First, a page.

Parallel I/O Issues

This file describes some extensions to GENESIS objects (xview) and modified objects (par_asc_file and par_disk_out) that are used for output of data in parallel GENESIS.

xview extensions

Parallel simulations can often benefit from visualizations with XODUS during development, and often will require large input and/or output files in full scale production runs. However, modelers should be aware that the way these I/O issues are dealt with can have a considerable impact on performance.

PGENESIS includes a capability to allow multiple nodes to display on the same XODUS widget so that, for example, a single xview element can be used to show activation of all the cells in a distributed V1 layer. In serial GENESIS there are several ways to set up input to an xview element, described in "The Book of GENESIS" chapter on Advanced XODUS Techniques and in the documentation for xview in the GENESIS Reference Manual. However, the one we must use for internode communication in PGENESIS is to set up remote messages from a source element to a destination xview element. This is done by using the PGENESIS raddmsg command. (See Doc/refman.txt.)

If every node were to set up COORDS and VAL n messages independently, the VAL messages could easily get associated with the wrong COORDS messages, depending on the order in which the particular add message requests were handled. To deal with this difficulty, the GENESIS xview object has been extended to allow IVAL n messages to be associated with a particular ICOORDS message. The user does this by choosing an integral index with each message that is set up, and passing it as the first parameter of the ICOORDS and IVALn messages. IVAL1 through IVAL5 messages will be associated with ICOORDS messages having the same index. For an example of this, see the example script Scripts/orient2/V1.g in the PGENESIS distribution and the serial GENESIS documentation for xview.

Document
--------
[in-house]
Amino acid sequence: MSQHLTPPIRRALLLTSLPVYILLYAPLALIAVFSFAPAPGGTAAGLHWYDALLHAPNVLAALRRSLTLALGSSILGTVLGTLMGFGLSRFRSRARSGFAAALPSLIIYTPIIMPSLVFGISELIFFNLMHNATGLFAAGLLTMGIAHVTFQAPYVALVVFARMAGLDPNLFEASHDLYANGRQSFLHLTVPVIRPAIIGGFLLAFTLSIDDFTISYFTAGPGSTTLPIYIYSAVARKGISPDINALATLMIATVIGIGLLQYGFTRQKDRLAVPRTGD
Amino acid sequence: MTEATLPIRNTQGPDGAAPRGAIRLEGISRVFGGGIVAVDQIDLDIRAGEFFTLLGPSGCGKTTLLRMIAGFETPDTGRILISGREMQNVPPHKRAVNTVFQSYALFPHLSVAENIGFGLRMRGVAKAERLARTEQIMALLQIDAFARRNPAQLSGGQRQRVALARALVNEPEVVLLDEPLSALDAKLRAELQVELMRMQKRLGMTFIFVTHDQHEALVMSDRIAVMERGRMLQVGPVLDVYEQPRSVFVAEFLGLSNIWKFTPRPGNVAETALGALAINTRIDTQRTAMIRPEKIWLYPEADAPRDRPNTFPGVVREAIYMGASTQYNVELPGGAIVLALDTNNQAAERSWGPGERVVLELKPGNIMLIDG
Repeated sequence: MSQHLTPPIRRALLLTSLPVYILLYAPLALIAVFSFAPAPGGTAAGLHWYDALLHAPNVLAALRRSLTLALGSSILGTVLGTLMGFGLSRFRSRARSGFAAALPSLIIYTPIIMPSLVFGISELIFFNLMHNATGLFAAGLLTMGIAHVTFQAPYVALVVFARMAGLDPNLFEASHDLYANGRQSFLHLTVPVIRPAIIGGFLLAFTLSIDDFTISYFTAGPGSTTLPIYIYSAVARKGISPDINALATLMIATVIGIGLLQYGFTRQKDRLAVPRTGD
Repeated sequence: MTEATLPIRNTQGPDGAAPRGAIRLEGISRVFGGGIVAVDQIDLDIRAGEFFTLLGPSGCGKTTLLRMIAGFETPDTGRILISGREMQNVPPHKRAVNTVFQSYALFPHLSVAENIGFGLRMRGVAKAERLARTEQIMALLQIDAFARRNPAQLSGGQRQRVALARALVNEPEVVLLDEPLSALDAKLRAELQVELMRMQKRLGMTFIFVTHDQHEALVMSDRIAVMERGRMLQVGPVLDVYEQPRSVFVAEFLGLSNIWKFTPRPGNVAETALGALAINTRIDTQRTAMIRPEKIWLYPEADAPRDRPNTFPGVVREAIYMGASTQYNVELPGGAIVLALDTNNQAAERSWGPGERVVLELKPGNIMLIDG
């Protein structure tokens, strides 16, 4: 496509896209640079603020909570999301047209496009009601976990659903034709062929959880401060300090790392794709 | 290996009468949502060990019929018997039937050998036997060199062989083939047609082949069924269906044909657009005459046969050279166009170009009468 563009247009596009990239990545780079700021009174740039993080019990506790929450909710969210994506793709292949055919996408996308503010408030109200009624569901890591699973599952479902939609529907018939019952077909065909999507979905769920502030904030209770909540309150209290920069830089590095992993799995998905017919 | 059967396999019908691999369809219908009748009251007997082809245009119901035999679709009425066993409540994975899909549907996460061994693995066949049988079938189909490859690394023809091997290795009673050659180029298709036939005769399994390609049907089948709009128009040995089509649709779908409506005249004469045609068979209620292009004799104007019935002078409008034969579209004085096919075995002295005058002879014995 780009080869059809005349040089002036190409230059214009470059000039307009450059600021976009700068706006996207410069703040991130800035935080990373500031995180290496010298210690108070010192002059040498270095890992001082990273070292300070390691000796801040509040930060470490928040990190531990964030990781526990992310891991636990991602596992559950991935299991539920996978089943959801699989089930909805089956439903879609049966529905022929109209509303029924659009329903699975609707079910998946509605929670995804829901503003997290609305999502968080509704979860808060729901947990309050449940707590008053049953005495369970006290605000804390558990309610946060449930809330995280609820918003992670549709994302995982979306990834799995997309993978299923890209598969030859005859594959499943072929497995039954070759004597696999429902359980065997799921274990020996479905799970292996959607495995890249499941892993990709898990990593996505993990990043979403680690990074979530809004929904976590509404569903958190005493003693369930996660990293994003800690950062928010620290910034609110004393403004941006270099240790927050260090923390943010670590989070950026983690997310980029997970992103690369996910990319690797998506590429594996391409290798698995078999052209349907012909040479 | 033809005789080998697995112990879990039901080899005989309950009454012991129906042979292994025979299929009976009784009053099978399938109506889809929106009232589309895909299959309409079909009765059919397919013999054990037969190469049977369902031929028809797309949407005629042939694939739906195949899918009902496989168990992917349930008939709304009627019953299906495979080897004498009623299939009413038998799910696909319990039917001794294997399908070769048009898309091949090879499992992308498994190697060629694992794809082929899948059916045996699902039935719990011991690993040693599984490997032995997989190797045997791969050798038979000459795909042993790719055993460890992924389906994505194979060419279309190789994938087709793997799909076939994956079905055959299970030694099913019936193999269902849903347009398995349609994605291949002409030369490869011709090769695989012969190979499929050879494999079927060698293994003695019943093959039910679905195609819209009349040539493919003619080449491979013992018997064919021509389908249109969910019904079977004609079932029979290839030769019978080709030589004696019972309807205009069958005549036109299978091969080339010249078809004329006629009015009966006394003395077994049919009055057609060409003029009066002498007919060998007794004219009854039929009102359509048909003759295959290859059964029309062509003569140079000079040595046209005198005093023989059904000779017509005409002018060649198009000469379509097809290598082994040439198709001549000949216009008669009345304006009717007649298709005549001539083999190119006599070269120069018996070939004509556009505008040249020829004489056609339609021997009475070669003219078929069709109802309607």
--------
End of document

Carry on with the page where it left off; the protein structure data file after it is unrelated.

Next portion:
Output to files

PGENESIS also includes a capability for writing a single disk file from multiple nodes. For disk output in serial GENESIS, it is typical to create an asc_file element and then set up a SAVE message that will cause a value to be written to a file on every time step. In PGENESIS it is possible to add such messages from elements on various nodes. However, there is no guarantee of order for the normal asc_file object, so in PGENESIS the par_asc_file object is provided. When SAVE messages are set up, the first parameter is an integral index that is used to maintain a fixed ordering among all of the various incoming messages to the par_asc_file element. This integral index should be unique and in the range from 0 to the number of incoming messages minus 1, inclusive.

Serial GENESIS uses the disk_out object for writing array data to a file in an efficient binary format. We have similarly provided a corresponding par_disk_out object that takes an added integral index parameter. The scripts output.g and V1.g in the Scripts/orient2 directory of the PGENESIS distribution illustrate the use of this object.

This example shows how raddmsg is used to send a "SAVE index data" message from the source element to the destination par_asc_file or par_disk_out element. The index is an added field of the source object that can be any variable with a unique integer value. The integral index simply provides an ordering for the messages, so that if many messages are being sent in parallel, there will be a deterministic order to them when they written to a file (in the case of par_asc_file or par_disk_out) or displayed (in the case of an xview object). Also see the serial GENESIS documentation for asc_file and disk_out.

Both of these extensions for I/O support require that information flow in the form of PGENESIS messages from the source node to the destination node (which holds the xview, par_asc_file, or par_disk_out element). If you are doing very large amounts of I/O from many nodes, the destination node would likely become a simulation bottleneck. In those situations, it would likely be advantageous to consider a solution where each node was doing its I/O to and from files on the local disk, rather than using the above mechanisms.